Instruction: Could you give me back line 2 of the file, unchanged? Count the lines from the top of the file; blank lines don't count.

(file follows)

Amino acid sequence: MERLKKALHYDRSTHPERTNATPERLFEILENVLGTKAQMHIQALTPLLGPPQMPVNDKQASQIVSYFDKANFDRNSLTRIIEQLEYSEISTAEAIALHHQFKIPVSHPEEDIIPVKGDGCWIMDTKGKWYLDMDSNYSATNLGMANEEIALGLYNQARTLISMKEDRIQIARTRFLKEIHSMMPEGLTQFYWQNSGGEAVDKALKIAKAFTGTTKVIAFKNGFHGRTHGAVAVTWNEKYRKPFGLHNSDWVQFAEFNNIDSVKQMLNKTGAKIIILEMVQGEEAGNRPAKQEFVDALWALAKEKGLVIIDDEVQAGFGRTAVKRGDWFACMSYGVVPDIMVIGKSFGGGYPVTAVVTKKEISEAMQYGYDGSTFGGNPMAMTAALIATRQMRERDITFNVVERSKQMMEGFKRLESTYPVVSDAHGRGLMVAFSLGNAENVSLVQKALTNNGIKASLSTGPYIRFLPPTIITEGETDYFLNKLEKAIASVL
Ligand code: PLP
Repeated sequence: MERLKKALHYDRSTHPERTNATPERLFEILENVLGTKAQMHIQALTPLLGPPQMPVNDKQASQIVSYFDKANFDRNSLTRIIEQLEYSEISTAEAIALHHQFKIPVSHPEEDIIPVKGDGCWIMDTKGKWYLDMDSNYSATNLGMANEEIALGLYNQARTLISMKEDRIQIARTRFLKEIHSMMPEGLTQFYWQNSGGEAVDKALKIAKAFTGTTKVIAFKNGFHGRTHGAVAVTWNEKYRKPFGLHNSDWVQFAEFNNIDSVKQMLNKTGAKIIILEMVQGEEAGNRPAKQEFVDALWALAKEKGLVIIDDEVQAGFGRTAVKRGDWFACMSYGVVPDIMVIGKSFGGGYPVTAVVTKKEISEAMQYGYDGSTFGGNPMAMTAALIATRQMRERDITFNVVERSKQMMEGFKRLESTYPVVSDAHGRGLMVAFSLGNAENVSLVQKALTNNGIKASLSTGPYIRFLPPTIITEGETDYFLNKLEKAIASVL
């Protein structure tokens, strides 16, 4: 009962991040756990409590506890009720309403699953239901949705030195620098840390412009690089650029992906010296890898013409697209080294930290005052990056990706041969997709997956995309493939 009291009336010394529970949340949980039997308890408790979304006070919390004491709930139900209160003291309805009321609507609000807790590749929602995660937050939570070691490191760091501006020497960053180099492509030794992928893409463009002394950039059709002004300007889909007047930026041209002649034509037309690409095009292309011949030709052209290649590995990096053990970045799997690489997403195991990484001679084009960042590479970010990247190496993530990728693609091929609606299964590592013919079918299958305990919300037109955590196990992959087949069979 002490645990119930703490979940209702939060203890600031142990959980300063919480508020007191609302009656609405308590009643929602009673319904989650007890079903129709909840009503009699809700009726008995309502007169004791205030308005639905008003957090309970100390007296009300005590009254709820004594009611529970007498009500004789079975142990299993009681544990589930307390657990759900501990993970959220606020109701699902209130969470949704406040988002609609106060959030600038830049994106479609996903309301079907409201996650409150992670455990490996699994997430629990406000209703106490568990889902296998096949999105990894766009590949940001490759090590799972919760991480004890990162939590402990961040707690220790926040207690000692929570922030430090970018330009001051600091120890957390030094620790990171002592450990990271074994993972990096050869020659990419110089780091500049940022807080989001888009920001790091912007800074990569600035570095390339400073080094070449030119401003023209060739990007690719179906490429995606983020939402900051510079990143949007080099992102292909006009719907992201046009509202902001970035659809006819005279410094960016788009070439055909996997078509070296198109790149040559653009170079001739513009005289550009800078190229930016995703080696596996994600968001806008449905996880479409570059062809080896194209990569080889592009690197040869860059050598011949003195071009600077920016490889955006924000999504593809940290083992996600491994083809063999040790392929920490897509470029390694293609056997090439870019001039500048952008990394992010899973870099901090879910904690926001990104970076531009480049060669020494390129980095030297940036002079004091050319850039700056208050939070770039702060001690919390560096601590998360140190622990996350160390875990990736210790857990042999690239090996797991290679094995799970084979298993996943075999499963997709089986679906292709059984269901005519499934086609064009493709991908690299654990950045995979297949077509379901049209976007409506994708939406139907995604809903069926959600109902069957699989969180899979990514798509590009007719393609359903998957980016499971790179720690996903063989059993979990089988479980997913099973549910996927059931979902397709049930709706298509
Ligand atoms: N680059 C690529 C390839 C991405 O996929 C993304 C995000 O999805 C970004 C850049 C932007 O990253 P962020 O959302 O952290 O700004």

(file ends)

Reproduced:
Ligand code: PLP